Dropping queries from some well-known ports

Timothe Litt litt at acm.org
Fri Aug 3 19:04:46 UTC 2018

On 03-Aug-18 14:00, Petr Menšík wrote:
> Hi!
> Our internal support reached to me with question, why are some queries
> bound to low ports silently dropped. I have found there is feature for
> that, that will silently drop queries from selected ports.
> I admit queries from such low ports are wrong. But why are some ports
> allowed when some ports are not? Should not it be configured by firewall
> instead?
> Just try this command:
> $ sudo dig @ -b localhost
> If bind is running on local interface, it will drop the query. If any
> other server is running there, it will respond.
> Does such feature make sense in year 2018? Can you remember what was
> motivation to implement it? Is it wise to still enable it by default,
> without at least configure option to disable it?
> 1.
> https://gitlab.isc.org/isc-projects/bind9/commit/05d32f6b0f6590ca22136b753309f070ce769000
Those particular ports are reserved for services that have the rather
odd property that any junk set to them will result in a response.  E.g.
simply opening a connection to daytime will result in a response with
the current date and time in some (unspecified) ASCII format.  Daytime
returns a 32-bit time - that will overflow "soon"; you should be using
NTP instead.

They were designed for diagnostic purposes at a time when the internet
was young and friendly.

Suppose someone knows of a server running one of those services (they
have mostly been replaced/blocked for this and other reasons).

If that someone were able to spoof a request from one of these ports on
that server to your named, responding with anything - including a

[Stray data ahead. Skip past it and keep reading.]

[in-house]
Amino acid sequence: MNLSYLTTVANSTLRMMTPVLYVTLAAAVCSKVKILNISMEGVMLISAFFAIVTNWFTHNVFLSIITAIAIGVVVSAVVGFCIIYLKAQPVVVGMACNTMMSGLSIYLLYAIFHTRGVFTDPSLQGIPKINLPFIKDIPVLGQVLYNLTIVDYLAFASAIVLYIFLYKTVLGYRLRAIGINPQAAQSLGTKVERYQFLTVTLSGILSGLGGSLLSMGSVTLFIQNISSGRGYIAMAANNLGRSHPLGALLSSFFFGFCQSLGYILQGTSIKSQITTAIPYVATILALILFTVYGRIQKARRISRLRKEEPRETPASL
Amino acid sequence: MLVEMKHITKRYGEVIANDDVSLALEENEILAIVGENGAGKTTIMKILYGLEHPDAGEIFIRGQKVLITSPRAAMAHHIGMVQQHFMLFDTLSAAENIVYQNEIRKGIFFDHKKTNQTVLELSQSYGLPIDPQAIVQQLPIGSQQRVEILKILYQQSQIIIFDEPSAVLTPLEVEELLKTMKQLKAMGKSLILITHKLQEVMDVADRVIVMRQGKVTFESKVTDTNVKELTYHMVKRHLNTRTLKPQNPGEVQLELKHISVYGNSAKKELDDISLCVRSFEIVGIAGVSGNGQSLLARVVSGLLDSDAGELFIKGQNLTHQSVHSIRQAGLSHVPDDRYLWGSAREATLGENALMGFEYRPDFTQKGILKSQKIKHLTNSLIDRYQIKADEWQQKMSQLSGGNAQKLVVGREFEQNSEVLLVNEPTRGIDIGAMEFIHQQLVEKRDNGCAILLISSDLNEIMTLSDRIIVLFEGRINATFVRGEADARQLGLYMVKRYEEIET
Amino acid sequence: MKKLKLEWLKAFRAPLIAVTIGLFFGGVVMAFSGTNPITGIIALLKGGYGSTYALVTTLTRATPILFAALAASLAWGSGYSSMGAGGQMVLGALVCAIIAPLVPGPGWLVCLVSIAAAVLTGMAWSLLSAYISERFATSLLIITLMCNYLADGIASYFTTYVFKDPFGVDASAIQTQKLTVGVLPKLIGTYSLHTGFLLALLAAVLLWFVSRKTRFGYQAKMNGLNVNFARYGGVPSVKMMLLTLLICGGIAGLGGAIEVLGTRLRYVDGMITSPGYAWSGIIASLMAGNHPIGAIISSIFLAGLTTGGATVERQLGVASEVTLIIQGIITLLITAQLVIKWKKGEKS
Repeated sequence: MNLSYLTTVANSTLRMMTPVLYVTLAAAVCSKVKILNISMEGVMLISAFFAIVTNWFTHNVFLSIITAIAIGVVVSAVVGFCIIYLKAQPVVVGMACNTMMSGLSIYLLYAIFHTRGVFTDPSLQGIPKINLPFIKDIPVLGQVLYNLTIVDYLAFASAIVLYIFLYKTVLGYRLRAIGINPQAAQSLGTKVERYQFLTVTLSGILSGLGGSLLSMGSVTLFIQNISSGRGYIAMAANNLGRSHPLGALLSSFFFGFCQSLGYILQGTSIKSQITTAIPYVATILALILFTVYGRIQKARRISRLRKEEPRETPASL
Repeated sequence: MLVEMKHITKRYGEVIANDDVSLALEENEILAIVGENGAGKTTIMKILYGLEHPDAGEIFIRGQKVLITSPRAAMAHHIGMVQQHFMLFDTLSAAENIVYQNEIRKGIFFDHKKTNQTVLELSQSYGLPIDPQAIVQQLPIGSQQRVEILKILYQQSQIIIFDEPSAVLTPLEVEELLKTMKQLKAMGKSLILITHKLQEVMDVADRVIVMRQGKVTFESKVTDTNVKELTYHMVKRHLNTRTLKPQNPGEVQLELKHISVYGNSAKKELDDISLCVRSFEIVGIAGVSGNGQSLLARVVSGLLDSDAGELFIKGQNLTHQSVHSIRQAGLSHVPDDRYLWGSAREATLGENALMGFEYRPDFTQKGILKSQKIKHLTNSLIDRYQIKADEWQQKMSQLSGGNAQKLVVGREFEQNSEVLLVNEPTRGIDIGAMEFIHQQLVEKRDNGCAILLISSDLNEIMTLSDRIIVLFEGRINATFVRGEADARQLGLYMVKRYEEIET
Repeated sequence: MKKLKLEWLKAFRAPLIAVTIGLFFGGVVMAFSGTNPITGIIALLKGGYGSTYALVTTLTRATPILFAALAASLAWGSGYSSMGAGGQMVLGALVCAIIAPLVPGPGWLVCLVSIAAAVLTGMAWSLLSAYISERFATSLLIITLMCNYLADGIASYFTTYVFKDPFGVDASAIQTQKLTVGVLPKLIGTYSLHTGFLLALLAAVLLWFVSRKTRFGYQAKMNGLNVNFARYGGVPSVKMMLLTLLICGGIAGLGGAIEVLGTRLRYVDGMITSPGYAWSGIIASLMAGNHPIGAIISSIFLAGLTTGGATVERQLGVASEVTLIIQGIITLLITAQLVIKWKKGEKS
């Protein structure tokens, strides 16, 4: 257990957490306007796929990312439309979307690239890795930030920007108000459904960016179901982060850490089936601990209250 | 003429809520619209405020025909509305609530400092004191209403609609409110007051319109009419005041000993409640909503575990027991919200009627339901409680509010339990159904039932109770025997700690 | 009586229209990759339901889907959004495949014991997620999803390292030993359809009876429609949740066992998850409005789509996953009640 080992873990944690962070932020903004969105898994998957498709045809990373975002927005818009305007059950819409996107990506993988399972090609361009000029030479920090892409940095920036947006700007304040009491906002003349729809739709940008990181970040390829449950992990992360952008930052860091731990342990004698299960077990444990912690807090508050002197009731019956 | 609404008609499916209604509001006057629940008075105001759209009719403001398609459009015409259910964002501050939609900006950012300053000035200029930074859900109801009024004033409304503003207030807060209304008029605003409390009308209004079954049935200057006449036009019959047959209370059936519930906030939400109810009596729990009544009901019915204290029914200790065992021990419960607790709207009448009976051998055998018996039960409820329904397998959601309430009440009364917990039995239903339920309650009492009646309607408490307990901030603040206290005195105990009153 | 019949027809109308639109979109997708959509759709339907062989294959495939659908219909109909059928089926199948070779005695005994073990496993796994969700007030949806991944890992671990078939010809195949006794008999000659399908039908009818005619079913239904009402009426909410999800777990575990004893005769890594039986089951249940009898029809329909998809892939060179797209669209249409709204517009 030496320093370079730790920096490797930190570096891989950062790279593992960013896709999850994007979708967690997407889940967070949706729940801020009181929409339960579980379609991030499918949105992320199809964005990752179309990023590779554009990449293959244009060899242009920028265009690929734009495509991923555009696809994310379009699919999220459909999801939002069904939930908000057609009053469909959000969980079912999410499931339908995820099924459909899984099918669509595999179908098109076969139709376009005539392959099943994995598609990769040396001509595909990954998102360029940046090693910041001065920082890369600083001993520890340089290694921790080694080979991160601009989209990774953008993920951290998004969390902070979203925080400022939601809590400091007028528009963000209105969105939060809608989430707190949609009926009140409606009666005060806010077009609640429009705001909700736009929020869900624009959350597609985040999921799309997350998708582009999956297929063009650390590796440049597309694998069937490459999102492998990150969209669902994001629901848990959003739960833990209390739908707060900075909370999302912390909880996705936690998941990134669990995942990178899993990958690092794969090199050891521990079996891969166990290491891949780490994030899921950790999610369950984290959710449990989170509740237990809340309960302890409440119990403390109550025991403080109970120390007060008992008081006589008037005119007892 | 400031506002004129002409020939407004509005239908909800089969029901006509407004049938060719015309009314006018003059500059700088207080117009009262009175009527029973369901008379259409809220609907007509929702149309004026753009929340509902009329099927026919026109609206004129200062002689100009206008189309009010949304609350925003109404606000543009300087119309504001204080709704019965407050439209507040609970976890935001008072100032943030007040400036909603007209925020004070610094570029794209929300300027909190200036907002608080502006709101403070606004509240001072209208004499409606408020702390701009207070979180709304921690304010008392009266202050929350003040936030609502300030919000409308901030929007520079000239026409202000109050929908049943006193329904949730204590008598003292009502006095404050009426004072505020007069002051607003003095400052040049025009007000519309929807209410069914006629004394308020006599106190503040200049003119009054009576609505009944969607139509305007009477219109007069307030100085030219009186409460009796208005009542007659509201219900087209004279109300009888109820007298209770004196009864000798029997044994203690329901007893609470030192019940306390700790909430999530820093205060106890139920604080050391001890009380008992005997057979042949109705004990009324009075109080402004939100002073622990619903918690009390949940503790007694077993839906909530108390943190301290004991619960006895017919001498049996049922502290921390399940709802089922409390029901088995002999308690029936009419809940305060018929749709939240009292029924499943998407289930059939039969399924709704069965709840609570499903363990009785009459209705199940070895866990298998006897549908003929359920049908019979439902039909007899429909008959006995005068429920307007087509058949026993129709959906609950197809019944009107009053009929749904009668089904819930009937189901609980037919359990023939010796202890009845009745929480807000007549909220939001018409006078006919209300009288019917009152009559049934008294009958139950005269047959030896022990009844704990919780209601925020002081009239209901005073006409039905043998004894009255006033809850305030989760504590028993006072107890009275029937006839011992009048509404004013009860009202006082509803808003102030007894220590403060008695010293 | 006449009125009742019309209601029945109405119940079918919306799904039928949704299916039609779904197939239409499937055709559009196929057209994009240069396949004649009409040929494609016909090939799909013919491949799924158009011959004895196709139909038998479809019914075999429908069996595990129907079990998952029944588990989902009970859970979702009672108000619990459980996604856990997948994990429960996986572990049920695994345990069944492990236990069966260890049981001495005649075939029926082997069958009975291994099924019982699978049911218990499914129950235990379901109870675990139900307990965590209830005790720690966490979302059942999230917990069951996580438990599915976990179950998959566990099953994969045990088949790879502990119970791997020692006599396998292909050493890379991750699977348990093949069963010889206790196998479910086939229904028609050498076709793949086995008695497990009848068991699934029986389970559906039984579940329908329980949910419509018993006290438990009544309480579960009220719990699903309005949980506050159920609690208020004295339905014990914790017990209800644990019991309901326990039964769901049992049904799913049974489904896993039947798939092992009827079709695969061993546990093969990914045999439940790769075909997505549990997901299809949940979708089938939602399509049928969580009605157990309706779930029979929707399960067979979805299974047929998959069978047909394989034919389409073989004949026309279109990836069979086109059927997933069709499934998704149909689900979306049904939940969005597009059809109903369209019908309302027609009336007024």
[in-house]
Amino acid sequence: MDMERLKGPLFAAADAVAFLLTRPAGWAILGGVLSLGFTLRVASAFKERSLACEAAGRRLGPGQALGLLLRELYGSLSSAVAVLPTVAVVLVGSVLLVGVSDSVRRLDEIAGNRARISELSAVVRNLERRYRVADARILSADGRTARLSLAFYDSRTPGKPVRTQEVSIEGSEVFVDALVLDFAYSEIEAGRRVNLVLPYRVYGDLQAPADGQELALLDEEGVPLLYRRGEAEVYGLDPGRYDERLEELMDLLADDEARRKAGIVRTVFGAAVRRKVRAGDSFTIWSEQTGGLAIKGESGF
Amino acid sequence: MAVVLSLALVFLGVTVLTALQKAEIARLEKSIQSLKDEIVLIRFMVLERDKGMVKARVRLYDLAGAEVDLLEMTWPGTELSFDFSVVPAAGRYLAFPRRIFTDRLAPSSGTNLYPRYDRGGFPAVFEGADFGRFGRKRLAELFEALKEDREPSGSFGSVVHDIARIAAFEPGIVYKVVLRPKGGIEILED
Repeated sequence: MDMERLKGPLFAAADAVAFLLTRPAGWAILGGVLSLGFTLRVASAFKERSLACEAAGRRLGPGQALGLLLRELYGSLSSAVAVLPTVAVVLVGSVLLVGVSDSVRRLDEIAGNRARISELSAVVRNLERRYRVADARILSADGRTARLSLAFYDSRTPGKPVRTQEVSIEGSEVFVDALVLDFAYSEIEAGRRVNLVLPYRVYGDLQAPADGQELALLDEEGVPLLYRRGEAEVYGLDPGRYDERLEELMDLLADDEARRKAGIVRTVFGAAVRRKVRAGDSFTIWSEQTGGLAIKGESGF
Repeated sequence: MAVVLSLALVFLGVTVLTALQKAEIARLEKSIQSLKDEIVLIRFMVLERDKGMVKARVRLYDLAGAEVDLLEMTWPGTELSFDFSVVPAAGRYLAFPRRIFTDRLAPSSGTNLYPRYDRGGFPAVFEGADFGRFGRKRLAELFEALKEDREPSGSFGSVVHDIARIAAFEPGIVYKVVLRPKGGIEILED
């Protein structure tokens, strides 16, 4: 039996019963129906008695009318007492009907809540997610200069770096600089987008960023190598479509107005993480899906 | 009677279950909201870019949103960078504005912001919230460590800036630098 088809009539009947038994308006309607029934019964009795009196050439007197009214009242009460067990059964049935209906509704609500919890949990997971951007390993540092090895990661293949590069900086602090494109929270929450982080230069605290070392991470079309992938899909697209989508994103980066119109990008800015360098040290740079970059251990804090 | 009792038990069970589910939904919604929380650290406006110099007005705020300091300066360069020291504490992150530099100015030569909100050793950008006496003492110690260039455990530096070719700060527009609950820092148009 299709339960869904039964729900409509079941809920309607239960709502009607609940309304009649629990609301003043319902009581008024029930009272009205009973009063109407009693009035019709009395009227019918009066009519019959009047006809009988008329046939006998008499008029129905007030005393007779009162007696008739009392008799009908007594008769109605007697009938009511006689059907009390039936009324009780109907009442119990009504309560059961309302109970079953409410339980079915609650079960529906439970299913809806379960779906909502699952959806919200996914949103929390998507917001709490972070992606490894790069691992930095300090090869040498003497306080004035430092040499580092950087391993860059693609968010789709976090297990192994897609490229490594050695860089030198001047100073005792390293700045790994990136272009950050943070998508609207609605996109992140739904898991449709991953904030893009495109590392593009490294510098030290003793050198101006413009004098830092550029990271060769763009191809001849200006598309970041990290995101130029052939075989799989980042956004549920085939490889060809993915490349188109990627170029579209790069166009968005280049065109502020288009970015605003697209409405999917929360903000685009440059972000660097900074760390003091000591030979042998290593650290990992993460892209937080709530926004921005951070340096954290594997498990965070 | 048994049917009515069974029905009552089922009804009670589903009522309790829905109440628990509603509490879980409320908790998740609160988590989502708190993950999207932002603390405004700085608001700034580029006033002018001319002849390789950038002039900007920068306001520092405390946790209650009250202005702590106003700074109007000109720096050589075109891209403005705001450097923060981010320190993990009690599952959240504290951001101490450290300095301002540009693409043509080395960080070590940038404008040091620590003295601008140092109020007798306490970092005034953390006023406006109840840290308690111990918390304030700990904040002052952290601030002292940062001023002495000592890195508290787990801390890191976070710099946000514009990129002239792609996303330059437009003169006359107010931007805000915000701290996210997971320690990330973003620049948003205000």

FORMERR response, would result in another response.  Named would take
that as another ill-formed request, and reply...  In an infinite loop
using whatever bandwidth is available.  This amounts to a denial of
service attack on both servers, for the cost of a single
packet/connection.  Dropping these packets is the right thing to do,
since the non-named services are acting correctly (according to their
specifications).  And if operating according to their specifications,
none of those servers would ever *initiate* a connection to anyone -
including named.

As for why other low-numbered ports are not dropped: unlike these, they
may have legitimate needs for name resolution.  You could configure a
firewall to drop these - and probably should.  But it certainly doesn't
hurt for named to protect itself from this particular attack.

I should note that your example used port 32 - which is not dropped by
the commit that you cited.  Port 32 is not assigned by IANA.

[Although this is a security issue, I'm not revealing anything new
here.  The commit is 12 years old.  It has been standard advice for many
years not to run these services on the public internet.  If anyone IS
running them(I think NIST is still running the time services), they
should know the risk, and at least rate-limit requests from any given
client IP...]

Timothe Litt
ACM Distinguished Engineer
This communication may not represent the ACM or my employer's views,
if any, on the matters discussed. 

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